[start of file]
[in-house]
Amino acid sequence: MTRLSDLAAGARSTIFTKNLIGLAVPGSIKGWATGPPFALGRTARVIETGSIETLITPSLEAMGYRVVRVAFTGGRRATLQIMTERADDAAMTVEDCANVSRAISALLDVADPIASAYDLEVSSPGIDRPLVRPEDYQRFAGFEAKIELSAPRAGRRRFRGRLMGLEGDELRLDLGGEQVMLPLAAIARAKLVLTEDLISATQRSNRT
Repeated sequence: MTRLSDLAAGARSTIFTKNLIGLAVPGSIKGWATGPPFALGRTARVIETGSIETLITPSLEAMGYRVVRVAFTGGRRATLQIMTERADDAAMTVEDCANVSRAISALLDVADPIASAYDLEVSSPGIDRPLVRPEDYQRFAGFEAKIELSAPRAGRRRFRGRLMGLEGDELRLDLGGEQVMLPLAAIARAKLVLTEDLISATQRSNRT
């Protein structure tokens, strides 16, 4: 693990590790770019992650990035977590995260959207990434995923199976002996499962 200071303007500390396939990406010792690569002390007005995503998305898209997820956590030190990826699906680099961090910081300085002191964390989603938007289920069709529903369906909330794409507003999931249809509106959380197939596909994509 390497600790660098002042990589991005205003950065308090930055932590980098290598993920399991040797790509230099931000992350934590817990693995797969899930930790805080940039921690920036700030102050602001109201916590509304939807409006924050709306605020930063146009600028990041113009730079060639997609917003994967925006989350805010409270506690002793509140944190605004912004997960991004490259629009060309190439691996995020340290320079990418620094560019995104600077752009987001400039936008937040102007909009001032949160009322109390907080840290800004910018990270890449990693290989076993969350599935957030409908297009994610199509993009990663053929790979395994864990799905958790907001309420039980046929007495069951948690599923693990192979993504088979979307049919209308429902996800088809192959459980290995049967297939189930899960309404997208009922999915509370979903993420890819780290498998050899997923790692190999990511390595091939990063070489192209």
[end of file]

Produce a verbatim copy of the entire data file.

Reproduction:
[in-house]
Amino acid sequence: MTRLSDLAAGARSTIFTKNLIGLAVPGSIKGWATGPPFALGRTARVIETGSIETLITPSLEAMGYRVVRVAFTGGRRATLQIMTERADDAAMTVEDCANVSRAISALLDVADPIASAYDLEVSSPGIDRPLVRPEDYQRFAGFEAKIELSAPRAGRRRFRGRLMGLEGDELRLDLGGEQVMLPLAAIARAKLVLTEDLISATQRSNRT
Repeated sequence: MTRLSDLAAGARSTIFTKNLIGLAVPGSIKGWATGPPFALGRTARVIETGSIETLITPSLEAMGYRVVRVAFTGGRRATLQIMTERADDAAMTVEDCANVSRAISALLDVADPIASAYDLEVSSPGIDRPLVRPEDYQRFAGFEAKIELSAPRAGRRRFRGRLMGLEGDELRLDLGGEQVMLPLAAIARAKLVLTEDLISATQRSNRT
């Protein structure tokens, strides 16, 4: 693990590790770019992650990035977590995260959207990434995923199976002996499962 200071303007500390396939990406010792690569002390007005995503998305898209997820956590030190990826699906680099961090910081300085002191964390989603938007289920069709529903369906909330794409507003999931249809509106959380197939596909994509 390497600790660098002042990589991005205003950065308090930055932590980098290598993920399991040797790509230099931000992350934590817990693995797969899930930790805080940039921690920036700030102050602001109201916590509304939807409006924050709306605020930063146009600028990041113009730079060639997609917003994967925006989350805010409270506690002793509140944190605004912004997960991004490259629009060309190439691996995020340290320079990418620094560019995104600077752009987001400039936008937040102007909009001032949160009322109390907080840290800004910018990270890449990693290989076993969350599935957030409908297009994610199509993009990663053929790979395994864990799905958790907001309420039980046929007495069951948690599923693990192979993504088979979307049919209308429902996800088809192959459980290995049967297939189930899960309404997208009922999915509370979903993420890819780290498998050899997923790692190999990511390595091939990063070489192209």